Monitoring your kids screen time, when working from home

There’s nothing new about parents grappling with how to monitor children’s device usage. With this unprecedented time of kids at home off school, how can parents keep a check on kids’ screen time during these challenging times? 

Giving your child a device is undeniably an easy fix when you need to get work done or when, let’s be real, one simply needs a break from the all-consuming role of parenting. But how can you ensure that appropriate limits are put in place? Especially during these unprecedented times when we are all turning to technology to remain connected; be it for school work, our jobs or social connections. 

Before we give you our top tips, rest assured that we are aware that these tips are easier said than done. 

Model Healthy Electronic Use

It’s easy to reprimand our kids for using their devices too much but be mindful of your own habits. Try not to have the TV on for background noise 24/7. Put your social media apps on the last page of your own phone’s screen so that it’s not such an easy ‘default’ to mindlessly scroll if you have a few spare minutes. Your screen time behavior will be modelled by your kids, so try to set an example for them.

Set family expectations

Don’t expect kids to understand the boundaries – unless you’ve sat them down calmly, and explained the family rules and expectations regarding devices. Call a ‘family meeting’ with them and have an open conversation. For older kids, let them know you don’t expect them to be doing homework all day, but they need to demonstrate that they’ve achieved a few of their learning tasks. Explain that you don’t mind them catching up with their friends on social media or watching a movie but only if they’ve done some school work.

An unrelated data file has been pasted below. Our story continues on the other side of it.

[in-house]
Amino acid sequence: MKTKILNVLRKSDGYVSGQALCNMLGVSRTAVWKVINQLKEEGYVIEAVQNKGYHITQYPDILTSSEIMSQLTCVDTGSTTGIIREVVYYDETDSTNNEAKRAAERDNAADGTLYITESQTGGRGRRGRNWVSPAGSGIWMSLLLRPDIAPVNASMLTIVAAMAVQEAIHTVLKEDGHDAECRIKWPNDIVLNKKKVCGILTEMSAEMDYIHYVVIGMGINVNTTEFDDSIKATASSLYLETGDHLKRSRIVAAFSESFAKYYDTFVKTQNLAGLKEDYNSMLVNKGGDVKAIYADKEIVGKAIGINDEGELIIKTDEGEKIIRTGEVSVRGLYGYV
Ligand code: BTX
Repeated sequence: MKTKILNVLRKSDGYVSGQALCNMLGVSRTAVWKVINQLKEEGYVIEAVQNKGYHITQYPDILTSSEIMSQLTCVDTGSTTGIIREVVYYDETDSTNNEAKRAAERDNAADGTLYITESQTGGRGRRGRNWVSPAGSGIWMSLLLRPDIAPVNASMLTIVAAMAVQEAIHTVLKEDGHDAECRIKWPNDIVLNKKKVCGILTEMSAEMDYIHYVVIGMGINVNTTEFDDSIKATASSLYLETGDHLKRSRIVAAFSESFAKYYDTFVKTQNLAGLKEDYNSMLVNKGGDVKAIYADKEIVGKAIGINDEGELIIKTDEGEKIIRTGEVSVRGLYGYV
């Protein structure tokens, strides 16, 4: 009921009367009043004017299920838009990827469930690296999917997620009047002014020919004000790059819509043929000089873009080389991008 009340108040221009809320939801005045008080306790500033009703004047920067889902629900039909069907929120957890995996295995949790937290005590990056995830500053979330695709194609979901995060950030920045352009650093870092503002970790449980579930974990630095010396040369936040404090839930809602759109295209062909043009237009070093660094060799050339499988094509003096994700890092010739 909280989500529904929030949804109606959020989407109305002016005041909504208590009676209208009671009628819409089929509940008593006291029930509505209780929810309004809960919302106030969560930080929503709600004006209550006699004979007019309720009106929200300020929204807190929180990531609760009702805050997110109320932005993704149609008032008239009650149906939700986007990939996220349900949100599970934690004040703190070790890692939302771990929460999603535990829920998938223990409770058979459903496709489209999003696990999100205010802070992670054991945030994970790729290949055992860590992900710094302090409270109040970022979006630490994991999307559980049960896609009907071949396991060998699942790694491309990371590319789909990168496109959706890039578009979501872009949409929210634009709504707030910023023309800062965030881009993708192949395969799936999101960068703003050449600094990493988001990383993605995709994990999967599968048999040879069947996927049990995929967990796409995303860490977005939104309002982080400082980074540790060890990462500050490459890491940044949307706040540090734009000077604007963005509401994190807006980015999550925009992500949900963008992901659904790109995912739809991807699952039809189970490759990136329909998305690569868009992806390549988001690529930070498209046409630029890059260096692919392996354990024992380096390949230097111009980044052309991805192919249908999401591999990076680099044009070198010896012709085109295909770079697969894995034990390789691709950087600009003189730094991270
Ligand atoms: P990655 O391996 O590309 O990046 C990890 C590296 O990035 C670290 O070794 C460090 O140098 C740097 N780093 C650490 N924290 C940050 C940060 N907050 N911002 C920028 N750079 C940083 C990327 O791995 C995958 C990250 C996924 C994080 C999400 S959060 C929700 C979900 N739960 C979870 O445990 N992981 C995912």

For younger children, there’s no harm in allowing them some screen time but be clear on how long for. A good way to limit younger childrens’ screen time is to set the alarm for a reasonable period and when the beeper goes off, be firm and simply turn their device off.

For older kids, get them to agree with you and write the rules down as a reminder for everyone to refer to.

Create “Technology-Free Zones”

As part of the above mentioned honest family conversations and setting boundaries, decide as a family when and where their devices can be used in the home. For example, meal times are technology free. Bedrooms are a device-free zone of the house unless they are using them to do homework at a desk area that’s in the bedroom. Have a family charging/docking station and make it a blanket rule that at meal times and bedtime, all devices are to be left in the charging station. 

Take a family tech break

Encourage technology free times throughout the day. Agree that after a set period of time on their devices that they will turn them off. A good way to stop older kids from being distracted by their friends is getting them to put it onto the Do Not Disturb function. 

We’ve all heard it before but it’s imperative that kids have time in the fresh air or an activity that isn’t technology based. 

Embrace the positives with devices 

While there’s a lot of uncertainty in the world right now, we do know devices and their screens are here to stay. So let’s embrace the advantages that they bring. Arguably, online learning will never replace a teacher in the physical classroom. However, thanks to devices our kids are well equipped to utilise the incredible wealth of learning tools and resources at their fingertips. The devices that increasingly rule much of our kids’ lives certainly have their time and place but it’s up to us as parents to help our kids strike a healthy and reasonable balance for device usage. 

Written by the Circle In team.

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